A $2 billion-asset Washington State thrift dropped its plan to buy an eight-branch bank on the Olympic Peninsula, west of Seattle, after regulators said at least one branch there would have to be sold.
In September, Interwest Bancorp of Oak Harbor said it would buy Liberty Bay Financial Corp., the $179 million-asset parent of North Sound Bank in Poulsbo. The price was to have been about $49 million in stock.
Interwest already has eight branches on the peninsula. Poulsbo is across Puget Sound from Seattle; Oak Harbor is 50 miles north, on the big Whidbey Island in the sound.
Interwest expected regulators to make it divest some deposits and loans, said Steve Walden, president and chief executive officer. However, because the thrift has been changing its portfolio since 1996 to become more bank-like, regulators ordered it to divest more than if it were a straight thrift, he said. During mergers, regulators normally tabulate a thrift's regional market share at 50% of its actual total, whereas banks' deposits and assets are calculated at 100%.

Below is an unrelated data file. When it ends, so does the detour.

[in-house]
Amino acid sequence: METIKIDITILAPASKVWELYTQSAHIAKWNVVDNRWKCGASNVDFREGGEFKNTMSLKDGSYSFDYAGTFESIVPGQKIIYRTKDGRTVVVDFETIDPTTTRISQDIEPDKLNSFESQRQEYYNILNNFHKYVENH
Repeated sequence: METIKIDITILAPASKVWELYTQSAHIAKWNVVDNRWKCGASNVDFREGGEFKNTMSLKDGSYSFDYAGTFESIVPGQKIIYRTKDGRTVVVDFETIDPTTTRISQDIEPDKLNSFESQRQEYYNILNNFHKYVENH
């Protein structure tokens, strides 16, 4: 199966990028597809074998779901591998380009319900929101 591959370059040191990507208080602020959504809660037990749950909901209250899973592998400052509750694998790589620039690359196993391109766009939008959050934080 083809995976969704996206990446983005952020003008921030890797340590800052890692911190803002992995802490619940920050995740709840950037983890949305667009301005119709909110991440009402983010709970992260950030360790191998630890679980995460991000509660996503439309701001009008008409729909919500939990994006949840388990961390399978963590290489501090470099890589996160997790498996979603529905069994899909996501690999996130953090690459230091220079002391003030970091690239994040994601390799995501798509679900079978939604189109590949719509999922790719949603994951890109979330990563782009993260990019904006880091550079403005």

"The restrictions proposed for approval of this transaction were more onerous than we originally expected and limited our ability to serve the market as we planned," Mr. Walden said.
In 1996, Interwest spent $42.1 million to buy $203.3 million-asset Central Bancorp in Wenatchee, Wash. At the time, Interwest had just begun its shift toward a commercial bank portfolio, and regulators were still weighing its assets as if it were a thrift.
- Craig Woker